Pedants like to say the total charge on any capacitor is 0. For every positive charge on one plate, there is a negative charge on the other plate. The same thing holds true for a series combination of capacitors.
Why the charge on each of the inner plate doesn't go through the wire in between and make the two plates neutral?
Because the negative charges on one of those plates are attracted by positive charges on the other plate of the same capacitor.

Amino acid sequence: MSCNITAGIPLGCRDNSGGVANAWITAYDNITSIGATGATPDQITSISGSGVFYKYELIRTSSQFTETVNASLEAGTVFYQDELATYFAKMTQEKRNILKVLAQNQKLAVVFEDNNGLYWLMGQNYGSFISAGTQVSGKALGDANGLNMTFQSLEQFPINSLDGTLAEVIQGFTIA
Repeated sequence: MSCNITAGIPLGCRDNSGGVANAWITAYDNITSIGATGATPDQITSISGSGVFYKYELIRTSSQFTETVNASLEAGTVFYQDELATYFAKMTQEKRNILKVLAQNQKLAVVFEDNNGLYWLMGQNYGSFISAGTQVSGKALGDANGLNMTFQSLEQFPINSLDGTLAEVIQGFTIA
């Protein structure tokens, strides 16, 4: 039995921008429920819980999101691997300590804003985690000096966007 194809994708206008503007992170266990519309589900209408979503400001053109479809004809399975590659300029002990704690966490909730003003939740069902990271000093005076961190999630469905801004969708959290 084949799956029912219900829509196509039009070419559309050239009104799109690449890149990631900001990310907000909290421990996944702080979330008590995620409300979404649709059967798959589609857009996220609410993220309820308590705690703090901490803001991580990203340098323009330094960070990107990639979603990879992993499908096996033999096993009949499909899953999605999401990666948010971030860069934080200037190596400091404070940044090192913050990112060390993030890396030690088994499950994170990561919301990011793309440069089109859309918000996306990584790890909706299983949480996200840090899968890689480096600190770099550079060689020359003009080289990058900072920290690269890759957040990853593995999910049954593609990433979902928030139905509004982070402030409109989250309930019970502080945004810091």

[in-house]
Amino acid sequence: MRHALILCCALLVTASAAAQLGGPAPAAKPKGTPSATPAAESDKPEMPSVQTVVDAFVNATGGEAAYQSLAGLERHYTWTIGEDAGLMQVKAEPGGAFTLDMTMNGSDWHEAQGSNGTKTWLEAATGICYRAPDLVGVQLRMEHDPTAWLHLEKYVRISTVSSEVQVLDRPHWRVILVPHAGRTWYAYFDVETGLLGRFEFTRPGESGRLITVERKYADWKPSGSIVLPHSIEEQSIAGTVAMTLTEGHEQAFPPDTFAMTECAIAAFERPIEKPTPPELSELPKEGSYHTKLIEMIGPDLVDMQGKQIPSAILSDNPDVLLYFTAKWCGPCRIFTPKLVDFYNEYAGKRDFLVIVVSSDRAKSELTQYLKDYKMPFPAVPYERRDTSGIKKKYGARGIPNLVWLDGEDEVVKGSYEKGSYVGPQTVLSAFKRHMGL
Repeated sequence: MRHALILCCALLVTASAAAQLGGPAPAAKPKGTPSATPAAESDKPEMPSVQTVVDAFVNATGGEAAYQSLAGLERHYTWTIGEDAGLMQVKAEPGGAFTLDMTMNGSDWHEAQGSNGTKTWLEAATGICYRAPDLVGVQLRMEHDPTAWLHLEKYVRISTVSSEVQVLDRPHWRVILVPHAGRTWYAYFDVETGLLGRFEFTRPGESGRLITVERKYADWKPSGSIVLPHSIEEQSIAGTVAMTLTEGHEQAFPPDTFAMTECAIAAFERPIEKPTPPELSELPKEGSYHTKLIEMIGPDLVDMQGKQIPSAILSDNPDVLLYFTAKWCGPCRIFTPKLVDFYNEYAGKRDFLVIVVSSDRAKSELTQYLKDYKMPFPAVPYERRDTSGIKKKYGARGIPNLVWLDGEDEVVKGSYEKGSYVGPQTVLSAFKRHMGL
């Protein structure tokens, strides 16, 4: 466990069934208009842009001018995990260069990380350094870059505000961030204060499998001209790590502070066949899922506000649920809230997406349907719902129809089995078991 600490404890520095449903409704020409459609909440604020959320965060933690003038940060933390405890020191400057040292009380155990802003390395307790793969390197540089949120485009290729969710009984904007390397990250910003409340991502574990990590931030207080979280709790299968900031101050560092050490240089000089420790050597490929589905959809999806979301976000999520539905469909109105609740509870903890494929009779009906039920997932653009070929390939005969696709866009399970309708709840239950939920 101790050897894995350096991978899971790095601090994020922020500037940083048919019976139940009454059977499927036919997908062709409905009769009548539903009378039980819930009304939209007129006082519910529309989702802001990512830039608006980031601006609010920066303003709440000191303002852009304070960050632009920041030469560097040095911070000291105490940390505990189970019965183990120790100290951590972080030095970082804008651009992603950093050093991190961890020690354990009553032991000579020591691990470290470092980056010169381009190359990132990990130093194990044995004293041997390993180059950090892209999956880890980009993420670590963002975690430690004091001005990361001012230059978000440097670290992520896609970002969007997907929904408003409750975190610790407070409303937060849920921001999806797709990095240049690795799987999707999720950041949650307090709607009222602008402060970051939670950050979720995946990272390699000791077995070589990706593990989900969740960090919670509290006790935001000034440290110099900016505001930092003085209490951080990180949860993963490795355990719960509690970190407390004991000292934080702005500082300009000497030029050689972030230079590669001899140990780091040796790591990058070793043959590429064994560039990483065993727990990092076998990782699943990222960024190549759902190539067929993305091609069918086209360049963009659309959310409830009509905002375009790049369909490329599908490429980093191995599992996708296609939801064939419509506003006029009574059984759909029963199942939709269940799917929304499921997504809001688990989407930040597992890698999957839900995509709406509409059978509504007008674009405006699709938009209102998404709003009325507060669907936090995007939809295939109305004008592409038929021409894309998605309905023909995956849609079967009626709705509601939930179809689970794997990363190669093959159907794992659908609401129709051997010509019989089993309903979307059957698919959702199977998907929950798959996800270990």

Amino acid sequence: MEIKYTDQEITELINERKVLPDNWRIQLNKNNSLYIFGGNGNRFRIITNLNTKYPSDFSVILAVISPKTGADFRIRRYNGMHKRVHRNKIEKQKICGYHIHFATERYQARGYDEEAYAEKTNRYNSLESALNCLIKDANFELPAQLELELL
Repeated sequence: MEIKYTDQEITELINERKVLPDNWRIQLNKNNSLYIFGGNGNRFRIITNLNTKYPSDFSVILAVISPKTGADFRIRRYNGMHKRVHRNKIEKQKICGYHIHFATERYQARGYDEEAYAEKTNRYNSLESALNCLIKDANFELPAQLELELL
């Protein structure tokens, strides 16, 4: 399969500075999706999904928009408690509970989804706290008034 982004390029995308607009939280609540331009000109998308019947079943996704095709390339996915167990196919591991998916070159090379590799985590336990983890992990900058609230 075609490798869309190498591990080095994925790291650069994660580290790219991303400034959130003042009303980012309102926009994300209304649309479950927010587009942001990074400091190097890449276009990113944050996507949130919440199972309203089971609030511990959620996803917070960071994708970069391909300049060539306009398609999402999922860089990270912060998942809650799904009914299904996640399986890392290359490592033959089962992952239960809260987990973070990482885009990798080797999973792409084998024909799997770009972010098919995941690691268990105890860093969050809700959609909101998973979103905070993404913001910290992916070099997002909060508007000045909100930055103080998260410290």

Say you have two capacitors connected like this:
You apply 1 V to node A and ground node B.
Now you have positive charge on the first plate of C1, and negative charge on the second plate. Then positive charge on the first plate of C2 and negative charge on the second plate.
The negative charge from C1's right plate doesn't flow to C2 because it's attracted to the positive charge on C1's left plate more strongly than to the positive charge far away on C2's left plate.